Taurus PT1911 Torture Test Part 5: 500 round challenge

Here we are at the planned end of the Taurus PT1911 Torture Test. I always wanted to close it out with something interesting like this, where I run the gun through something that’s beyond the limits of any gun’s normal operating environment. Hence the 500 rounds endurance test. By the end of the test, the gun was too hot to touch, mags weren’t dropping free, it was throwing brass everything, and it was filthy, but for two malfunctions it ran the test just fine.

That brings the PT1911 to exactly 2,000 rounds fired, with a total of 9 malfunctions of any time. 6 of those were incurred during two runs of the 10-8 Function test, which is designed to test base level function of the pistol, and places a high premium on extractor/ejector function.

At this point, my plan for the test is pretty much over, and here’s my verdict on this Taurus: I really like it. It is an absolute hoot to shoot, and I shoot it very well. It has personality, it feels like there’s a proper single stack competition gun hiding in this pistol that wants to come out and play.

But, and this is big, just because I like it doesn’t mean I’d recommend it for everyone. Here’s where I think this gun fits in the world: if you want a fun range toy, knock yourself out. It’s not reliable enough for an EDC gun or a serious competition gun, but it should be good enough to get you through a weekend USPSA/IDPA match. Range toy? Absolutely. It is a lot of fun to shoot, it’s easy to shoot well, but again it has those reliability issues that prevent me from being able to recommend it for serious competition or carry.

That brings me to the final question: what next? A lot of the commenters on the video want me to get into the guts of the gun and tune it up, see if I can fix the magazine problems and the extraction issues. I think that would probably be the most natural conclusion to the test, and it’s something I’m tempted to do. Other options would be to shelve the gun and move on to the next cheap 1911 you animals want me to test; which will likely be a Rock Island. So, what do ya’ll want to see? Tune it up? Move on?


  1. I’d like to see how far it goes before it has a significant failure like a broken operating part. I’m curious how far it can go, since its already done better than I expected it to be able to do.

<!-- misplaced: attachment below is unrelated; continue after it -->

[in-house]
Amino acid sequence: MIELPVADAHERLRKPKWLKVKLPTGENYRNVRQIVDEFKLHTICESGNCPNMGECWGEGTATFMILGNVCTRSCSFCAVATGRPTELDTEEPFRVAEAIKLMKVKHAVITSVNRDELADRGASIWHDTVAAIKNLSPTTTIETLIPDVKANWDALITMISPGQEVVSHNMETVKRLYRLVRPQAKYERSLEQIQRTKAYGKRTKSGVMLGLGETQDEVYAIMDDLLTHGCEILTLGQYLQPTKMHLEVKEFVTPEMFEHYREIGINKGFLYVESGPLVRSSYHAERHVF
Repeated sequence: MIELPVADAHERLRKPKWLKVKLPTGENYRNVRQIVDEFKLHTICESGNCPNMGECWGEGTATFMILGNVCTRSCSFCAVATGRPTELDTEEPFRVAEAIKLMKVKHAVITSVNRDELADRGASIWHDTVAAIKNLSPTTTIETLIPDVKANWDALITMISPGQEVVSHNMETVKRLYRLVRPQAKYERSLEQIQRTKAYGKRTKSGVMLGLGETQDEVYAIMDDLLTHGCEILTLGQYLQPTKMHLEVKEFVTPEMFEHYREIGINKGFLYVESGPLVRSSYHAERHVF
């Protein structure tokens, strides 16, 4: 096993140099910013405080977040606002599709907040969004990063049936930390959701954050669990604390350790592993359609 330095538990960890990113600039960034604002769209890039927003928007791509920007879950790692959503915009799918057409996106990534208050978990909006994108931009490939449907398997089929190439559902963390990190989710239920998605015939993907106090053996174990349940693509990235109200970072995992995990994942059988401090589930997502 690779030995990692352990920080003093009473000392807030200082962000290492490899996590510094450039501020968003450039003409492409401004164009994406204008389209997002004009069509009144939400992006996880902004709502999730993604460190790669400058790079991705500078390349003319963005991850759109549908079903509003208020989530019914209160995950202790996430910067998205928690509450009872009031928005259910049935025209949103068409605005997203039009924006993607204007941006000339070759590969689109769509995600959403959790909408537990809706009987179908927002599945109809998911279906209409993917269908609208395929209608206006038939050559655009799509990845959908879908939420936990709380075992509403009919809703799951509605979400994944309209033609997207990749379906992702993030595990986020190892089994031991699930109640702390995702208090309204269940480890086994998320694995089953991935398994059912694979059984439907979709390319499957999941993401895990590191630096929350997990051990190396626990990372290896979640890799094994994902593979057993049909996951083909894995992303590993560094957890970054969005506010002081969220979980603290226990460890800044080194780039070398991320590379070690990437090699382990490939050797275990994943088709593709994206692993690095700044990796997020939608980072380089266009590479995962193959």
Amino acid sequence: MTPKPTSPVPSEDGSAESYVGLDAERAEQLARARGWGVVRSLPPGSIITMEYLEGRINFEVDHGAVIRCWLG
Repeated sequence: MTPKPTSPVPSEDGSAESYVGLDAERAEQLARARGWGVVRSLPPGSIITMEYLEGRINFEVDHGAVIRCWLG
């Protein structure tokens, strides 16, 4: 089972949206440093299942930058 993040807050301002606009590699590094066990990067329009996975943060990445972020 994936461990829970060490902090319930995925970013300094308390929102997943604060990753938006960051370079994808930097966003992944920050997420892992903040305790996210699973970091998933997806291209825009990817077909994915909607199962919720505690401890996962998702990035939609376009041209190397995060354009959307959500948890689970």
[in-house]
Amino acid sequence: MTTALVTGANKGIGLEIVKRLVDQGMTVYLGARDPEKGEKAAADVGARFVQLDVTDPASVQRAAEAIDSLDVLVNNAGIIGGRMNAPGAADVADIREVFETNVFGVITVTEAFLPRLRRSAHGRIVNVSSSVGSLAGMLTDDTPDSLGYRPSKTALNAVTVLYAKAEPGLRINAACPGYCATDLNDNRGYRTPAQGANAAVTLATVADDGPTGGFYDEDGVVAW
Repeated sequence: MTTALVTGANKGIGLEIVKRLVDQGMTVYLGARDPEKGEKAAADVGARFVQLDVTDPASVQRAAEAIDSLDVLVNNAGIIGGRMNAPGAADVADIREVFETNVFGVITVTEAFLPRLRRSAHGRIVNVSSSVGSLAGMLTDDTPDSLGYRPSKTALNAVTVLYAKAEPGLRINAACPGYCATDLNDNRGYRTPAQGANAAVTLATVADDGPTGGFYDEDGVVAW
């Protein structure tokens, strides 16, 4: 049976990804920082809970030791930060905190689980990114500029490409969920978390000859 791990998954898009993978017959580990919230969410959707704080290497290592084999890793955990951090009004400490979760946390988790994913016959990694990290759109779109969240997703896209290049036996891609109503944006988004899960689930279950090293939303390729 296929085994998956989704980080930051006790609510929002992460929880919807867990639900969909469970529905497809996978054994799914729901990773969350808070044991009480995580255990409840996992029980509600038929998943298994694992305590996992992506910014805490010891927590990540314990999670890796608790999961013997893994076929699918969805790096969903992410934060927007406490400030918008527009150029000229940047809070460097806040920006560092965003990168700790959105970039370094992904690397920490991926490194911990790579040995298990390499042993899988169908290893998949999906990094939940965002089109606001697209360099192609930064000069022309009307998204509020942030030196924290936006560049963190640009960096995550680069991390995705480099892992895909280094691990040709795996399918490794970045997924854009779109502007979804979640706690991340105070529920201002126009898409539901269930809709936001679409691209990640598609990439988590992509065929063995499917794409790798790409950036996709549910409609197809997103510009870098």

1. +1. I’d like to see how long it runs with proper cleaning intervals before something breaks.

  2. Move on to the Rock Island. If you start tuning the Taurus so that it passes your reliability test, you are just reinforcing the stereotype that 1911s are reliable, but only after you throw some money at them.

  3. Tune it up. Get a better mag catch in there, tune the extractor, throw some extended base pads on the mags to make the magwell actually easy to use, maybe get rid of that wierdo lawyer lock hammer, see if you can get it to run 100%

  4. RIA doublestack 9mm plz. I seem to recall Seeklander saying that his runs like a top, but I have a feeling that Armscor would give his special attention.

    I love the idea of a 9mm 2011-type gun that’s affordable to regular people and I want to know how if this one fits the bill or not.

  5. Tear it apart to see if there are any apparent issues with the internal parts developing, then put it back together after cleaning it and continue shooting it. Don’t put replacement parts in, but continue to shoot it an “factory condition” until it fails or you just give up because…its a rock. I would like to hear how some other 1911s compare to the Taurus after they undergo a similar “torture test”. You’ve mentioned the Rock Island guns. I hear Rock Island is the “largest 1911 manufacturer in the world” and that they make parts for several of the better known 1911 makers, but have never heard any details on just who Rock Island is making parts (frames and slides??) for. What are your thoughts on the Ruger 1911’s?

  6. Other then the possibilty of an extractor, tune the stock guts and take it too a high round count competition class.

    1. Yep, +1 here. I’d curious to see if the stock parts can be tuned to get it into better running order without throwing a bunch of money and aftermarket parts at it.

  7. I have a RIA 9mm and mine did not make it through 1,000 before it needed an extractor and slide stop. The RIA guns I’ve owned have weak internals. I’d be more interested in a new Colt 9mm which can be had for not a lot in basic/milspec form.

  8. Run it until it dies for good.
    Then tear it down and see what did break , and *what else* was about to. In so doing we can see what happens when these pistols are run well past the “100 flawless rounds” point.

    One issue with the gun business is that few people run pistols aggressive enough to really see where the quality counts. Many say the PT92 is just as good as a Beretta , because they don’t run the Taurus hard enough to find out . People with the money to run them hard generally buy something else.

    So, seeing what happens to a “100 flawless rounds” Taurus after its even moderately tested would be hard proof that they’re not serious defensive or competition instruments.

    1. Seriously true. Nobody runs the cheap guns to death because…well nobody can afford to do that even with a solid performing gun like a Glock or Beretta…

      My suggestion is to tune that sucker….seems a waste not to if you have gone through the 10-8 armorers course. Get that sucker up and running and once it is properly tuned…run it til it dies.

  9. Caleb, I would love to see you test an SR1911. A friend of mine has one and raves about it. I suspect that it’s the lower cost bracket leader in many respects.

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